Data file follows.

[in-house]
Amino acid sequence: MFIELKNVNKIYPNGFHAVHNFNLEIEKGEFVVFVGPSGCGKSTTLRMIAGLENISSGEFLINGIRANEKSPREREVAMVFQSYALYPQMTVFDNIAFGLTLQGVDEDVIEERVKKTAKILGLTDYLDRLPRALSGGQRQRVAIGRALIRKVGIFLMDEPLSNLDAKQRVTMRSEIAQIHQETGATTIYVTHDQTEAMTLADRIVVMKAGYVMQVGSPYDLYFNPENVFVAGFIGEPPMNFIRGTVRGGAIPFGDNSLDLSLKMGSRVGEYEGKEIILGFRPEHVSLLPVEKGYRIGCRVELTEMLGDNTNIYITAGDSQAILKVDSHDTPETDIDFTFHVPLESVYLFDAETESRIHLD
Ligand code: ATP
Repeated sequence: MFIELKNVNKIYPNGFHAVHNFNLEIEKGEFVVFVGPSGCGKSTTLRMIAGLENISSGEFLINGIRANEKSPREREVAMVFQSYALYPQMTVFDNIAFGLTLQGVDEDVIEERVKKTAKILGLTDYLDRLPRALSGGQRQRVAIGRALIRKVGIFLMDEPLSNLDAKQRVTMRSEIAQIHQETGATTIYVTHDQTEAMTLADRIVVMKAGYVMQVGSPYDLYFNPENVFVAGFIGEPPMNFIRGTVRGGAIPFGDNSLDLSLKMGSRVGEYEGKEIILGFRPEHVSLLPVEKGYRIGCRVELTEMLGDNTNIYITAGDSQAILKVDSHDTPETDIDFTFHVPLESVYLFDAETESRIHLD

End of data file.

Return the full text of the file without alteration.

[in-house]
Amino acid sequence: MFIELKNVNKIYPNGFHAVHNFNLEIEKGEFVVFVGPSGCGKSTTLRMIAGLENISSGEFLINGIRANEKSPREREVAMVFQSYALYPQMTVFDNIAFGLTLQGVDEDVIEERVKKTAKILGLTDYLDRLPRALSGGQRQRVAIGRALIRKVGIFLMDEPLSNLDAKQRVTMRSEIAQIHQETGATTIYVTHDQTEAMTLADRIVVMKAGYVMQVGSPYDLYFNPENVFVAGFIGEPPMNFIRGTVRGGAIPFGDNSLDLSLKMGSRVGEYEGKEIILGFRPEHVSLLPVEKGYRIGCRVELTEMLGDNTNIYITAGDSQAILKVDSHDTPETDIDFTFHVPLESVYLFDAETESRIHLD
Ligand code: ATP
Repeated sequence: MFIELKNVNKIYPNGFHAVHNFNLEIEKGEFVVFVGPSGCGKSTTLRMIAGLENISSGEFLINGIRANEKSPREREVAMVFQSYALYPQMTVFDNIAFGLTLQGVDEDVIEERVKKTAKILGLTDYLDRLPRALSGGQRQRVAIGRALIRKVGIFLMDEPLSNLDAKQRVTMRSEIAQIHQETGATTIYVTHDQTEAMTLADRIVVMKAGYVMQVGSPYDLYFNPENVFVAGFIGEPPMNFIRGTVRGGAIPFGDNSLDLSLKMGSRVGEYEGKEIILGFRPEHVSLLPVEKGYRIGCRVELTEMLGDNTNIYITAGDSQAILKVDSHDTPETDIDFTFHVPLESVYLFDAETESRIHLD